The majority of the Mammoth Site's fossil are remains of North American Columbian mammoths. Evidence of a few woolly mammoths were also identified at the site. This is the first site where both of these mammoth species have been found. Fossils of other animals during the Ice Age have also been found. Entire fish skeletons, imprint bird feather fossils, and many mollusk shells were also recovered from the twenty-six thousand-year-old now dry sinkhole.
1800 US 18 Bypass, Hot Springs, South Dakota, Phone: 605-745-6017
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Attraction Spotlight in SD: Children's Museum of South Dakota
The Children's Museum of South Dakota, located in Brookings, offers a place of learning that relates to its community, its region, its children, and their wants and needs. It's a place of learning through play for visitors of all ages. The museum contains a wide variety of both indoor and outdoor exhibits that are broadly based on subjects such as history, science, geography, engineering, culture, literature, and art. From the water play in the Splash exhibit to the role-playing fun of KidStreet, there's plenty to keep children excited and learning.
In the Our Prairie exhibit, visitors can discover who they are and where they've come from as they learn about the important connection between culture and land in the region. The exhibit creates a landscape in which kids can learn more about how the traditional Dakota/Lakota people and the pioneer settlers lived. Children can experience the wide-open prairie as they climb in the clouds of the Climb a Cloud gallery. Prairie Ways offers the chance the role-play the daily tasks of prairie life, while the Prairie Farm provides a look at the connections between food and the animals and land from which it comes.
The Sensations exhibit at the Children's Museum of South Dakota teaches children about math as they try to solve challenges related to musical and visual patterns. They also learn about solving problems by working together and cultivating their own creativity. The Art Studio offers an energetic, fun space for kids to participate in hands-on art activities, while the Creativity Lab provides an opportunity to experiment with colors, shapes, textures, and patterns. Children can also experiment with airflow in Airway Adventure.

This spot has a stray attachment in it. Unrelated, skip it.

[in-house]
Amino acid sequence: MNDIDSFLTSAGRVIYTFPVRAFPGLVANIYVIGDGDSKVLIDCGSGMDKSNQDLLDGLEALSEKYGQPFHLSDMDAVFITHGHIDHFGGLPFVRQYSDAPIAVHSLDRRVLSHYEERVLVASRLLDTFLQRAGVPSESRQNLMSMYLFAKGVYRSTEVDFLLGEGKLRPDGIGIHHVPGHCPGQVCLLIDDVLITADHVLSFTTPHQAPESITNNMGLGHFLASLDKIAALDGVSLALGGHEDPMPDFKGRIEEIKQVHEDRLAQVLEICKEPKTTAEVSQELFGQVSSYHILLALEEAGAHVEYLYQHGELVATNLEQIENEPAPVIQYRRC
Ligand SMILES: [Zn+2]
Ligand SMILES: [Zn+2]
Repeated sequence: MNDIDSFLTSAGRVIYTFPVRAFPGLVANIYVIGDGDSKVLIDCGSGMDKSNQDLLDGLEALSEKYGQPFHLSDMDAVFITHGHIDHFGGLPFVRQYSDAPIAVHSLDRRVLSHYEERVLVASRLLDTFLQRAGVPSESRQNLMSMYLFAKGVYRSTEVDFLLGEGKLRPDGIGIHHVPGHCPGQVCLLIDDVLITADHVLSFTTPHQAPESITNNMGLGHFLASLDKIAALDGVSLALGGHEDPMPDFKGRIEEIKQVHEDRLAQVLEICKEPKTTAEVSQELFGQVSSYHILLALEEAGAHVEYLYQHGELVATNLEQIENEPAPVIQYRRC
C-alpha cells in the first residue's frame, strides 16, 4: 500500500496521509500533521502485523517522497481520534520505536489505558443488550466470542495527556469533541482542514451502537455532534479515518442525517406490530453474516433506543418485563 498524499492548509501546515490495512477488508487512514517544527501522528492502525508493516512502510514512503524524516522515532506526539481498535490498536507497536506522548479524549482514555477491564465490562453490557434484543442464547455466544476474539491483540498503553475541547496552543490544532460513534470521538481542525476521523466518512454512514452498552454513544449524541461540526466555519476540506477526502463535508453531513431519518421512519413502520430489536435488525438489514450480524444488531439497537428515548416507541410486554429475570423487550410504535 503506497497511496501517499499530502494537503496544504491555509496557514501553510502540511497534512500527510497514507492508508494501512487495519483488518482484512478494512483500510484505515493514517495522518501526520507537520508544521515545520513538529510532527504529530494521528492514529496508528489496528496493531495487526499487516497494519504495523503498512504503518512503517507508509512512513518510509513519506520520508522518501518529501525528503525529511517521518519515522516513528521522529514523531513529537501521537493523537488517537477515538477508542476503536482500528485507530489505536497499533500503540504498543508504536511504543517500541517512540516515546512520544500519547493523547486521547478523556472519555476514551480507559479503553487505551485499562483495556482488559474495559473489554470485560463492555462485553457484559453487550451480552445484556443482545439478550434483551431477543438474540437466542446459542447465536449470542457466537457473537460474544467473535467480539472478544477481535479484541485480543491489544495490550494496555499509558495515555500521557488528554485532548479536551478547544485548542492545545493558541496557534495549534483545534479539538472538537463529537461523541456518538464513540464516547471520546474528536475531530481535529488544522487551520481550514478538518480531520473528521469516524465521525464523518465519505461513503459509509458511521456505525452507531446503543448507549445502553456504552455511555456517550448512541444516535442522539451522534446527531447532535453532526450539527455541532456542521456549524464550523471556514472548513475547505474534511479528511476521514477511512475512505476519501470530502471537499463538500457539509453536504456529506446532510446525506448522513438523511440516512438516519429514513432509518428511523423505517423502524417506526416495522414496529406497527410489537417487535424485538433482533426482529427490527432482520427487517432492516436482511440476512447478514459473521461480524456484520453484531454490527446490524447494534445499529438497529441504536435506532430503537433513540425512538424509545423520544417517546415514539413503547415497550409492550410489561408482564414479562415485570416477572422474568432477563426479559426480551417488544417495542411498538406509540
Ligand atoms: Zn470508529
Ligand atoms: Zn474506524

Children will have a blast in the museum's Splash exhibit, where they will be able to practice problem-solving through experimentation with water. Visitors learn about water movement, the tools used to manipulate water, and water's natural properties through water play. Kids can build pipes to direct the flow of water in every direction at the Splash Table, or squirt targets with water to make them move. The space helps develop fine motor skills by moving pieces and putting them together to create different structures, learning from each other by watching how others build their structures.
In Plink, Plank, Plop, children learn about planning and building pathways by moving colorful balls onto a launching platform and arranging panels to change their movement. The balls then move over the panels until they land back in the water. Designed for younger children, Tot Spot offers space for excitement and giggles. Toddlers can watch as colorful balls float over paddlewheels and down water troughs to cascading waters, while jets move the water in different directions. Children can move water themselves with colorful objects or just by using their hands. The MiniExplorers exhibit is another space for the museum's youngest visitors, offering a more serene environment for children to explore the prairie.
521 4th Street, Brookings, SD 57006, Phone: 605-692-6700